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Transl Psychiatry. 2014 Mar 11;4:e369. doi: 10.1038/tp.2013.131.

Variation within the serotonin (5-HT) 5-HT₂C receptor system aligns with vulnerability to cocaine cue reactivity.

Author information

  • 1Center for Addiction Research and Department of Pharmacology and Toxicology, University of Texas Medical Branch, Galveston, TX, USA.
  • 2Center for Neurobehavioral Research on Addictions, Department of Psychiatry and Behavioral Sciences, University of Texas Health Science Center at Houston, Houston, TX, USA.
  • 3Statistical & Genetic Consulting, LLC, New York, NY, USA.
  • 4Michael E DeBakey VA Medical Center, Menninger Department of Psychiatry and Behavioral Sciences, Baylor College of Medicine, Houston, TX, USA.
  • 5Department of Psychiatry, Virginia Commonwealth University School of Medicine, Richmond, VA, USA.

Abstract

Cocaine dependence remains a challenging public health problem with relapse cited as a major determinant in its chronicity and severity. Environmental contexts and stimuli become reliably associated with its use leading to durable conditioned responses ('cue reactivity') that can predict relapse as well as treatment success. Individual variation in the magnitude and influence of cue reactivity over behavior in humans and animals suggest that cue-reactive individuals may be at greater risk for the progression to addiction and/or relapse. In the present translational study, we investigated the contribution of variation in the serotonin (5-HT) 5-HT2C receptor (5-HT2CR) system in individual differences in cocaine cue reactivity in humans and rodents. We found that cocaine-dependent subjects carrying a single nucleotide polymorphism (SNP) in the HTR2C gene that encodes for the conversion of cysteine to serine at codon 23 (Ser23 variant) exhibited significantly higher attentional bias to cocaine cues in the cocaine-word Stroop task than those carrying the Cys23 variant. In a model of individual differences in cocaine cue reactivity in rats, we identified that high cocaine cue reactivity measured as appetitive approach behavior (lever presses reinforced by the discrete cue complex) correlated with lower 5-HT2CR protein expression in the medial prefrontal cortex and blunted sensitivity to the suppressive effects of the selective 5-HT2CR agonist WAY163909. Our translational findings suggest that the functional status of the 5-HT2CR system is a mechanistic factor in the generation of vulnerability to cocaine-associated cues, an observation that opens new avenues for future development of biomarker and therapeutic approaches to suppress relapse in cocaine dependence.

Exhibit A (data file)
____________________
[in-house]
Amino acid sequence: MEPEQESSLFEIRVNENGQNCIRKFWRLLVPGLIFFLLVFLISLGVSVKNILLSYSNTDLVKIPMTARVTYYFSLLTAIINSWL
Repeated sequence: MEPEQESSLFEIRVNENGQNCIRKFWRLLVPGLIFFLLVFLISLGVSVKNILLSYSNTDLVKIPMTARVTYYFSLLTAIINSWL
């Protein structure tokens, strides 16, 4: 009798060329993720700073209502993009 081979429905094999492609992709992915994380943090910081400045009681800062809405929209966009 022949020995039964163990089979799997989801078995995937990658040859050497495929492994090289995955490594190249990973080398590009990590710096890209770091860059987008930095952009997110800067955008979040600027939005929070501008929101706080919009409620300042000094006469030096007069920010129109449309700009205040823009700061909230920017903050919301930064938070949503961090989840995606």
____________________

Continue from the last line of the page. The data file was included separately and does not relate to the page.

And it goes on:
PMID:
24618688
[PubMed - in process]
PMCID:
PMC3966037
Free PMC Article

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